CV Template for a Successful Job Application in 2023
Updated 22 September 2023
A curriculum vitae (CV) is your first chance to impress a potential employer with a comprehensive snapshot of your strengths, skills, accomplishments and experience. To create your CV quickly, you can use a CV template.
Using a CV template ensures that your CV meets an employer's expectations and emphasises the most relevant information about your career. In this article, we'll describe what a CV template is, why it's important, when to use it, what it includes and provide some finished templates and examples.
What is a Curriculum Vitae?
A CV is a document that showcases your experience, education, skills and achievements. This is your first chance to promote yourself to an employer, as many will require you to submit your CV before granting you an interview.
A standard CV in the United Kingdom should be no longer than two sides of A4 paper. If you are a recent graduate, your CV may only take up one page, and that's acceptable. Some academic or medical CVs might be longer, depending on your experience.
Why is a CV template important?
Using an appropriate CV template can help you ensure consistency and professionalism by providing a structured format. It can help you to organise your thoughts and submit a document that contains all the relevant information for a position. A CV for an experienced professional may require a few pages, making a template essential when compiling all the necessary information. To present your entire professional history coherently, you need a document that is easy to utilise and that all potential employers can understand.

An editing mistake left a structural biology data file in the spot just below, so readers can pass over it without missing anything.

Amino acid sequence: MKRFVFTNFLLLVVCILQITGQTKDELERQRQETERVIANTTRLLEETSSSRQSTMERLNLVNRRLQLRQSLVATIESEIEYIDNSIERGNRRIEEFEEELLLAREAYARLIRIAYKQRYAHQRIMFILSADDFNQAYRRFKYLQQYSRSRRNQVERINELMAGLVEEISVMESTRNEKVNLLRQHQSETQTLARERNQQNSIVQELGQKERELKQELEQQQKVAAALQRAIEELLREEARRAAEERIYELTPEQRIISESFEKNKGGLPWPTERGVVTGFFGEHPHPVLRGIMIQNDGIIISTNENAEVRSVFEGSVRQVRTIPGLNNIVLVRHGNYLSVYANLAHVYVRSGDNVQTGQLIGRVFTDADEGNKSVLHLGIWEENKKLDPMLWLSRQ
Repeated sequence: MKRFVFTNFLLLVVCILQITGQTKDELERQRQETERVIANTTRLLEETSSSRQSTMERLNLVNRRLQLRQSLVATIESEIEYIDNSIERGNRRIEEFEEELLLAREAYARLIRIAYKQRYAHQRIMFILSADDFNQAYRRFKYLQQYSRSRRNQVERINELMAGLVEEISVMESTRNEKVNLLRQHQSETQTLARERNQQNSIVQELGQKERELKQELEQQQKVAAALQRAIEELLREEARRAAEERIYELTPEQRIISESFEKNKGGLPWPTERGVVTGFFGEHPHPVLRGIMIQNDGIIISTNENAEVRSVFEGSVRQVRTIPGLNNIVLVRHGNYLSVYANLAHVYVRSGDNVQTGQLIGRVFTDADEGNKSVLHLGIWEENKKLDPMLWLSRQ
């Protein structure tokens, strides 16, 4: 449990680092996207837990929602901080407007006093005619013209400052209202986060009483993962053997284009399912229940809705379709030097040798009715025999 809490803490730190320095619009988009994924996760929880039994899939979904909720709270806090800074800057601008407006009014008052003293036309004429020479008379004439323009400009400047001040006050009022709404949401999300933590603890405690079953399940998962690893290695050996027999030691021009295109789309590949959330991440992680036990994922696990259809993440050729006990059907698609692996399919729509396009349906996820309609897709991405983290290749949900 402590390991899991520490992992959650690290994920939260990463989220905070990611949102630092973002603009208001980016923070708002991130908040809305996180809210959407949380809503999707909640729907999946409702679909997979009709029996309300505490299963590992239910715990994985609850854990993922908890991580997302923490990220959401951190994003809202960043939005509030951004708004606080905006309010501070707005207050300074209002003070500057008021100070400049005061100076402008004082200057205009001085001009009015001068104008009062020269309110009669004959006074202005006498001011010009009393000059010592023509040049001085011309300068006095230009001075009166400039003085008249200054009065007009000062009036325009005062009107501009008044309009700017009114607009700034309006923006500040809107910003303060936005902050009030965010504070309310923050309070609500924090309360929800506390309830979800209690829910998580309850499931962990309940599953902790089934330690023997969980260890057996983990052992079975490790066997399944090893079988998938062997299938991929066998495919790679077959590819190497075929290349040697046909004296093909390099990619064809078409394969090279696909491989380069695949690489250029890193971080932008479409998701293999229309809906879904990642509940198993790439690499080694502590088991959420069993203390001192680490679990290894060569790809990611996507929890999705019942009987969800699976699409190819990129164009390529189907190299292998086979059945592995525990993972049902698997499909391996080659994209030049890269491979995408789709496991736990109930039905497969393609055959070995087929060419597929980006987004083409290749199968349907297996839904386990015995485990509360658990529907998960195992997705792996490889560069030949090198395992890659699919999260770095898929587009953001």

Templates are also a convenient place to track your professional history. As you progress in your career, you can update your template to remain current. Using a CV template can also help you save time by giving you a starting point that you can customise according to your requirements and help you stay focused on the essential elements of a CV by recommending headings and content. Most CV templates will utilise impactful fonts and colour styling; this can be useful to take the guesswork out of formatting.
When to use a CV template
CV templates are extremely helpful for individuals with limited experience applying for a role within strict time constraints. It would also be beneficial to individuals who are struggling with formatting their CVs, as most templates utilise effective fonts and styling.
The wide range of industry-specific CV templates makes it easier to tailor your CV to what is expected within the industry you are applying for. For example, people with careers in academia usually have a CV highlighting their technical training and publications more relevant to their line of work, whereas a person applying for a high-level CEO job will want to focus on experience and proof of their management successes.
What to include in a CV template
A CV template includes all information that applies to your profession, although some employers may ask for more information based on the position and level of experience. Here are the sections to include in each CV template:
Including your contact information helps the hiring managers to stay organised. List your name, address and multiple points of contact, such as: